One week from now will be Mike Francesa’s final show on WFAN, ending a 30-year run at the pioneering sports talk radio station. With his sign-off so close, Francesa is taking something of a victory lap as media reporters and observers seek to sum up an unprecedented career in talk radio and New York sports.
A profile by Neil Best in Newsday recaps Francesa’s run on sports radio and the impact he had on the New York sports scene, particularly for the athletes who played there. Former Mets pitcher Ron Darling has one of the best quotes in the article, saying, “He holds so much power in this town that if he likes you from 1 to 6 [p.m.], you have a chance.”
That five-hour time slot is definitely something rarely heard on radio these days, too. Most sports talk shows throughout the country go two to three hours. Four is even considered long. But to be on radio for five hours a day, and largely by himself since he and Russo split in 2008, essentially made Francesa the voice of WFAN for many listeners and fans.
How many other sports talk hosts have had such an impact, especially broadcasting from a local market — even if it’s the largest media market in the country? How many have devoted fans like Funhouse (@BackAftaThis) who records the show and posts clips online every day?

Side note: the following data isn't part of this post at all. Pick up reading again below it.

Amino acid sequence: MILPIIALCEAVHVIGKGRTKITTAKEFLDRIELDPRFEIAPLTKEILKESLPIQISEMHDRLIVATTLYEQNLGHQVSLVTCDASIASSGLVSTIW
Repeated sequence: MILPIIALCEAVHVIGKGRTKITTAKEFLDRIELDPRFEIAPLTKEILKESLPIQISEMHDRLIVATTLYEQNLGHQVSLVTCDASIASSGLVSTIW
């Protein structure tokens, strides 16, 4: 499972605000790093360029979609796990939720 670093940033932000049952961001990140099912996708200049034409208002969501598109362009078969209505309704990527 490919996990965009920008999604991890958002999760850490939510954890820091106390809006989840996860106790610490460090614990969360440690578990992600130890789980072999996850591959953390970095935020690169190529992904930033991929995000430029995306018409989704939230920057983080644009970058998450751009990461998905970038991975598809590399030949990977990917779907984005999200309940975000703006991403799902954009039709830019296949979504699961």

The Sports Pope himself has a great quote in Newsday about his sustained popularity, especially online.
“I became gold for page hits . . . For some reason I’m internet gold, and that’s why I get so much attention.”
Francesa began as a weekend host focusing on college sports in 1987 and was popular enough that he began doing fill-in work for other shows. Within two years, he had his own show, co-hosting with Chris Russo on the legendary Mike and the Mad Dog program. Nearly 30 years later, the show is still remembered so well that it was the subject of an ESPN “30 for 30” documentary earlier this year.
The question now becomes what Francesa does next. He doesn’t sound like he’s interested in retiring. WFAN wanted him to stay on in light of Craig Carton’s firing to help prevent ratings losses from the station’s two most popular personalities leaving. But as Francesa puts it, station executives gave him no reason to remain.
Is his future in podcasting? In an interview with Sports Illustrated’s Richard Deitsch, Francesa said that Bill Simmons had reached out to him about possibly working together and doing his popular weekly football picks on his podcast. Maybe the two will collaborate on television, where Francesa believes Simmons just hasn’t found the right vehicle yet. “Mike and the Sports Guy”? That could become the sports internet’s next great currency.